And the damage to small businesses could last for several years. Companies that took massive losses during the worst of the pandemic would usually be able to carry those forward, so as to lower future tax bills as they recover from a catastrophic year. But if they are forced to include PPP loans as taxable income or are unable to deduct expenses paid with those funds, those losses will look artificially smaller.
“If you don’t allow that, you’ve basically tilted the playing field even more in favor of bigger companies,” said Davis Senseman, founder of Davis Law Office in Minneapolis, who advises small business clients.
With tax day having passed, many small firms have already filed their 2020 taxes rather than seek extensions. If their state legislatures pass bills that treat PPP loans as tax-free, they may be able to refile or seek a refund. But Senseman said “there are tons of small business owners who do not have good tax advice,” and thus may not know such options exist.
Daryl McLinden, managing director at TMG Consulting in Chanhassen, Minnesota, said some of his clients may have to borrow money or sell off assets to pay state taxes. Some of Senseman’s clients had discussed using their credit cards or taking out additional PPP loans just to cover their tax bills, though loans used in that way won’t be forgiven and will remain interest-bearing.
For Senseman, who took out a PPP loan for their law firm, counting the loan as income “would take me from a small loss to a small profit in a year when I actually wasn’t profitable. I would be paying tax on what feels like phantom income.”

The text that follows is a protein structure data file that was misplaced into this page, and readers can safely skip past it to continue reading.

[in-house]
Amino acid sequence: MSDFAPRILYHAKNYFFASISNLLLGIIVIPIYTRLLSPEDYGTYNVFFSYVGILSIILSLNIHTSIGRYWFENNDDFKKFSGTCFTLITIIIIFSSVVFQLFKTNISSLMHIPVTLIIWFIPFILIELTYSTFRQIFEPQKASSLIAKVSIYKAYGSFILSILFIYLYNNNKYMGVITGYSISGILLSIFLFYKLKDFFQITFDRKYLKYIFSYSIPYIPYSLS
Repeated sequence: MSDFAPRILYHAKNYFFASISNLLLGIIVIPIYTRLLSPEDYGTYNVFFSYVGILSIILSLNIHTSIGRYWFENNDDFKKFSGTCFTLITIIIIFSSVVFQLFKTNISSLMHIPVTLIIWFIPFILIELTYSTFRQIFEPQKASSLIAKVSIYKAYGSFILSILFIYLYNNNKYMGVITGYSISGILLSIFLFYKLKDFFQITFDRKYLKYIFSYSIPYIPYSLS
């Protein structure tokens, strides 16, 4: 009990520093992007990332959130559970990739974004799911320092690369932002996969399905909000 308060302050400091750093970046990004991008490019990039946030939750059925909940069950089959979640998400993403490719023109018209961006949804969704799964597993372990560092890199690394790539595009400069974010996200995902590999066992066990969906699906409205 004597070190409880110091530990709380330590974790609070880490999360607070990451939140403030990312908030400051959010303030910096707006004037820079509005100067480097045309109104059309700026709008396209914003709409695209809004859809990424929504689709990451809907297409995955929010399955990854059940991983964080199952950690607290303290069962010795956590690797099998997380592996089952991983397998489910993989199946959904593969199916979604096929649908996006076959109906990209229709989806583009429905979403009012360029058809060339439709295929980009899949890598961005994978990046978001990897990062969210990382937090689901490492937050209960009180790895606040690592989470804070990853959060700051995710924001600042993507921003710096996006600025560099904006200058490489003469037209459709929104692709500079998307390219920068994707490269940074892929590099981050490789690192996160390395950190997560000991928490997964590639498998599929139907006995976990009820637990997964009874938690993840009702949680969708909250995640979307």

In Minnesota’s state senate, it was Democrats who blocked a bill that would have followed federal PPP tax guidance. In explaining her vote against the legislation, Senator Mary Kunesh pointed to large, profitable companies that received PPP money intended for small firms. “It was a protest vote,” the Democrat said. While Kunesh said she wants to exempt small businesses from such taxes, she refused to say whether she would change her vote if given the chance.
Minnesota Senators Susan Kent and Jennifer McEwen, also Democrats, said they voted against the bill because Republicans defeated amendments that would also treat unemployment benefits as non-taxable income. “If we are going to have tax conformity with the feds, that’s fine,” McEwen said. “But it should be a full and fair conformity, not one that is drawn up for the sole advantage of the wealthy.”
Vermont’s approach was more complicated. The state conformed to federal tax treatment for 2020 PPP loans, but has been treating PPP loans received this year as taxable income, as well as those that weren’t forgiven in 2020—even though many business owners are still waiting to have their forgiveness paperwork finalized.
Although DesLauriers applied for her first PPP loan in April 2020 and spent it by September, she was advised not to apply for forgiveness right away since the rules kept changing. She didn’t have it forgiven until this year, when she applied for a second PPP loan. DesLauriers declined to disclose how much she received under the program. “Had we known that of course we would have done that in 2020,” she said. “But we had no idea there were going to be these severe consequences.”
More than 50 Vermont businesses signed a letter asking the legislature not to tax the loans, from the Vermont chapter of Main Street Alliance to the state chapter of the Chamber of Commerce. The groups might not always have the same policy views, said Charles Martin, government affairs director at the chamber, but they easily agreed Congress didn’t intend for the loans to be taxed.
Indeed, the states taxing PPP loans are a mix of blue and red, a rare phenomenon these days that brought together organizations more used to being enemies. “It wasn’t hard to find friends on this issue,” Martin said.
As it turns out, DesLauriers and other Vermont business owners may be able to breathe a little easier. The legislature in Montpelier last month moved to repeal the state tax on forgiven federal PPP loans, retroactive to Jan. 1, sending the bill to Governor Phil Scott last week for his signature.